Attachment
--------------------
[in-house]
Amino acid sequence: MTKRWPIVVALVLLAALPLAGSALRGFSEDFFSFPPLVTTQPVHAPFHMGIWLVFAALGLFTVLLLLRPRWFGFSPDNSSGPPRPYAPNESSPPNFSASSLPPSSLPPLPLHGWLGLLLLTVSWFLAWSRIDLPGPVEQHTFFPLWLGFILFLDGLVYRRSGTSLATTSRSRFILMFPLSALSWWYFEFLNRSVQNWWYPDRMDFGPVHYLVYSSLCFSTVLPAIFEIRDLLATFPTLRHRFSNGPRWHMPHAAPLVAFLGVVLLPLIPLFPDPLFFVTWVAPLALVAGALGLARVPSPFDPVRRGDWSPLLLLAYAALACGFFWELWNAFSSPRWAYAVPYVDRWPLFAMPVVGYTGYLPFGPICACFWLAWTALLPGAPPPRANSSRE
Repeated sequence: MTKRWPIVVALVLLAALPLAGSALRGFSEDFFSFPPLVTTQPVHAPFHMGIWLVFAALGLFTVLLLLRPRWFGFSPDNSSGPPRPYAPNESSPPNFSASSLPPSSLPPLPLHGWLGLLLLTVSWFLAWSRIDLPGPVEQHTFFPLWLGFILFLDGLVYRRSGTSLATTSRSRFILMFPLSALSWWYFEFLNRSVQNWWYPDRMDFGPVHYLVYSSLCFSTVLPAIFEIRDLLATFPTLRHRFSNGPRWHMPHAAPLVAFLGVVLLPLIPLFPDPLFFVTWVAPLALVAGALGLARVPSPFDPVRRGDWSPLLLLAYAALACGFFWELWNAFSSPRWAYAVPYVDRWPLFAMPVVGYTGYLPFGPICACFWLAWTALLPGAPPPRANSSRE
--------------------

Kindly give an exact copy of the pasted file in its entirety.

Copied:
[in-house]
Amino acid sequence: MTKRWPIVVALVLLAALPLAGSALRGFSEDFFSFPPLVTTQPVHAPFHMGIWLVFAALGLFTVLLLLRPRWFGFSPDNSSGPPRPYAPNESSPPNFSASSLPPSSLPPLPLHGWLGLLLLTVSWFLAWSRIDLPGPVEQHTFFPLWLGFILFLDGLVYRRSGTSLATTSRSRFILMFPLSALSWWYFEFLNRSVQNWWYPDRMDFGPVHYLVYSSLCFSTVLPAIFEIRDLLATFPTLRHRFSNGPRWHMPHAAPLVAFLGVVLLPLIPLFPDPLFFVTWVAPLALVAGALGLARVPSPFDPVRRGDWSPLLLLAYAALACGFFWELWNAFSSPRWAYAVPYVDRWPLFAMPVVGYTGYLPFGPICACFWLAWTALLPGAPPPRANSSRE
Repeated sequence: MTKRWPIVVALVLLAALPLAGSALRGFSEDFFSFPPLVTTQPVHAPFHMGIWLVFAALGLFTVLLLLRPRWFGFSPDNSSGPPRPYAPNESSPPNFSASSLPPSSLPPLPLHGWLGLLLLTVSWFLAWSRIDLPGPVEQHTFFPLWLGFILFLDGLVYRRSGTSLATTSRSRFILMFPLSALSWWYFEFLNRSVQNWWYPDRMDFGPVHYLVYSSLCFSTVLPAIFEIRDLLATFPTLRHRFSNGPRWHMPHAAPLVAFLGVVLLPLIPLFPDPLFFVTWVAPLALVAGALGLARVPSPFDPVRRGDWSPLLLLAYAALACGFFWELWNAFSSPRWAYAVPYVDRWPLFAMPVVGYTGYLPFGPICACFWLAWTALLPGAPPPRANSSRE